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'Mad for Him'. Women, Religion and Mental Illness in the Late Middle Ages and in the Early Modern Age

Project description

Religious relations or mental illness?

What do we know about the women deemed to be mystics, blessed or saints during the late Middle Ages and modern era? Is it possible that unexplainable relations with the Godhead and religious experiences like ecstasies and visions were actually explainable medical causes? The EU-funded WoMent project will answer these questions by exploring the boundaries between alleged miracles and mental illnesses. Specifically, it will study biographical texts of six religious women: Saint Lutgardis of Aywières, Saint Angela of Foligno, the Blessed Giustina of Arezzo, Saint Margareta Ebner, Margery Kempe and Blessed Colomba of Rieti. The study will shed new light on how women saints lived their daily lives.

Objective

This research will analyse the biographical and autobiographical texts of late-medieval and early modern women who were deemed to be mystics, blessed, or saints. The main objective is to determine to what extent extreme religious experiences (ecstasies, visions, physical sensations) might be attributable not to unexplainable relations with the Godhead, but to very explainable medical causes. What their contemporaries saw as mystical experiences can, from our modern perspective, be characterized in medical terms. Questions at the basis of the project are, therefore: what is the boundary between illness and sanctity? Is it possible to draw a demarcation line between alleged miracles and mental illness? What do biographical texts tell us about this? Where, how, and when have these texts come down to us and who has transmitted them? This research will consider five cases of mental illnessess (anorexia, visions, hysterical pregnancies, folie à deux and post-partum depression) in biographical texts of six religious women: St.Lutgardis of Aywières †1246, St.Angela of Foligno †1309, the Bl.Giustina of Arezzo †1319, St.Margareta Ebner †1351, Margery Kempe †1438, Bl.Colomba of Rieti †1501. These six women may well illustrate a broad spectrum of diseases. This research is important because: a) biographical texts that reveal how women saints lived their daily lives marked by ecstasies and mental alterations, that have not yet been fully investigated; b) similar studies exist, but they focused only on a single nervous disease and were limited mostly to Italian women saints; c) current studies have not taken into account the fundamental iconographic sources.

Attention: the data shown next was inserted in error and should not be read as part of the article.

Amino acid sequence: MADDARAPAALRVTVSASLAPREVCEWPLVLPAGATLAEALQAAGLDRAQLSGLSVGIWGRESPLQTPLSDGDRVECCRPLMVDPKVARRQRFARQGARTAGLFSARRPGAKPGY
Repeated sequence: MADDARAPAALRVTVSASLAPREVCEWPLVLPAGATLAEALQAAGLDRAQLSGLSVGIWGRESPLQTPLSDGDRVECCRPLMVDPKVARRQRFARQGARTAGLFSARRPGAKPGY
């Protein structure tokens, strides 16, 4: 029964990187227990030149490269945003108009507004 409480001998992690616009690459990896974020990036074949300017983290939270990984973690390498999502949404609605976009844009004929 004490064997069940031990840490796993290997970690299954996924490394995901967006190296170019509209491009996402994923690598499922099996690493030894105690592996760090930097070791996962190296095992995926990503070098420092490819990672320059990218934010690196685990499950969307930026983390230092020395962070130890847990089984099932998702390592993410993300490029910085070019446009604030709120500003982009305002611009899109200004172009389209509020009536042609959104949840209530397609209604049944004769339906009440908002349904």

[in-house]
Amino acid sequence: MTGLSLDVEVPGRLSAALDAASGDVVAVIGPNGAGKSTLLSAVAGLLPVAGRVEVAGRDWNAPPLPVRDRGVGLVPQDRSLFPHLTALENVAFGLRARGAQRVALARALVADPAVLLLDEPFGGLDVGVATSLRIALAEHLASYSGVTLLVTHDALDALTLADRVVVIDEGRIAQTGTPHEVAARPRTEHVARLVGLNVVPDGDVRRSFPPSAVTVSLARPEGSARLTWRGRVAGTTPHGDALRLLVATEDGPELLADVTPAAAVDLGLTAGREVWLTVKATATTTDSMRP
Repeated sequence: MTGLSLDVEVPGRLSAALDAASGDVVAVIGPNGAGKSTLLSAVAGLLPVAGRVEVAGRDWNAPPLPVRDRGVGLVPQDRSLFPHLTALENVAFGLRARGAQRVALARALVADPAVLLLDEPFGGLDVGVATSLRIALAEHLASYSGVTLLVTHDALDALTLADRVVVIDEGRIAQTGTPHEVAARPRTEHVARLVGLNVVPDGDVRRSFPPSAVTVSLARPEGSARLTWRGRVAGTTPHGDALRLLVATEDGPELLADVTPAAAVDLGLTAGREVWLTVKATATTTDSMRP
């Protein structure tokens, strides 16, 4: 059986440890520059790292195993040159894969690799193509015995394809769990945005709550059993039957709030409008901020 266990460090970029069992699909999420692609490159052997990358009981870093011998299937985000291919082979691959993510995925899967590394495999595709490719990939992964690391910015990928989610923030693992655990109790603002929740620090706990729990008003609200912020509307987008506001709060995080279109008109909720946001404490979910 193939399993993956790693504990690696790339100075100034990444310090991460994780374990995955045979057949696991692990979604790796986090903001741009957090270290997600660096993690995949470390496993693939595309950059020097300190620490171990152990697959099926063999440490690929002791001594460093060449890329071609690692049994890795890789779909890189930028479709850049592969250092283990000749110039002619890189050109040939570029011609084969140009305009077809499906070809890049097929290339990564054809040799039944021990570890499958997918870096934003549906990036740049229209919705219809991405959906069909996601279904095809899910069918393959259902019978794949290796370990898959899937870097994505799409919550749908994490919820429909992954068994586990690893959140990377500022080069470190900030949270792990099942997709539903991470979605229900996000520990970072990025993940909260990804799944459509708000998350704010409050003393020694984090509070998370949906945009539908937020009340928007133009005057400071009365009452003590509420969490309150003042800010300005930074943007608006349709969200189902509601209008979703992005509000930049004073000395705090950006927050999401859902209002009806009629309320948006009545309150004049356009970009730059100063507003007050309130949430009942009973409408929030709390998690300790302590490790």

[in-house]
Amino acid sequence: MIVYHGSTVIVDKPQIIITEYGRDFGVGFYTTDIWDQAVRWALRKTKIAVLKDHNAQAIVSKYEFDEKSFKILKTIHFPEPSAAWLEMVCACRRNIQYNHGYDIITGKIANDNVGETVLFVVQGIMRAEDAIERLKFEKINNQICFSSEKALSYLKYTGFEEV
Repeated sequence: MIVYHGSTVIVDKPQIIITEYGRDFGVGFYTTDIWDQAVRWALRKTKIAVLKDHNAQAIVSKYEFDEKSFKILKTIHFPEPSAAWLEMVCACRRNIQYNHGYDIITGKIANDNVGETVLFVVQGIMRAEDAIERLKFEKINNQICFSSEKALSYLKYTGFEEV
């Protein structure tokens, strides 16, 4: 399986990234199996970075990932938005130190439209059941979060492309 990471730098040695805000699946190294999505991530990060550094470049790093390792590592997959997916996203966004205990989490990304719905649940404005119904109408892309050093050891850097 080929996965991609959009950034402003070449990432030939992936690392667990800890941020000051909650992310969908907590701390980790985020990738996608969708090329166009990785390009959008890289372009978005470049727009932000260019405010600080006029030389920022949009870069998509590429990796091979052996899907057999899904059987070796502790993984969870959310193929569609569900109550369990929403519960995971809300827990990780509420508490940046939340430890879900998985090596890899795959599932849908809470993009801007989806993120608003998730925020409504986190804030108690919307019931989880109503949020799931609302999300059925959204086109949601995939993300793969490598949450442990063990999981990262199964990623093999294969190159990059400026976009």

Coordinator

UNIVERSITA CA' FOSCARI VENEZIA
Net EU contribution
€ 237 768,00
Address
DORSODURO 3246
30123 Venezia
Italy

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Region
Nord-Est Veneto Venezia
Activity type
Higher or Secondary Education Establishments
Links
Total cost
€ 242 920,48

Partners (2)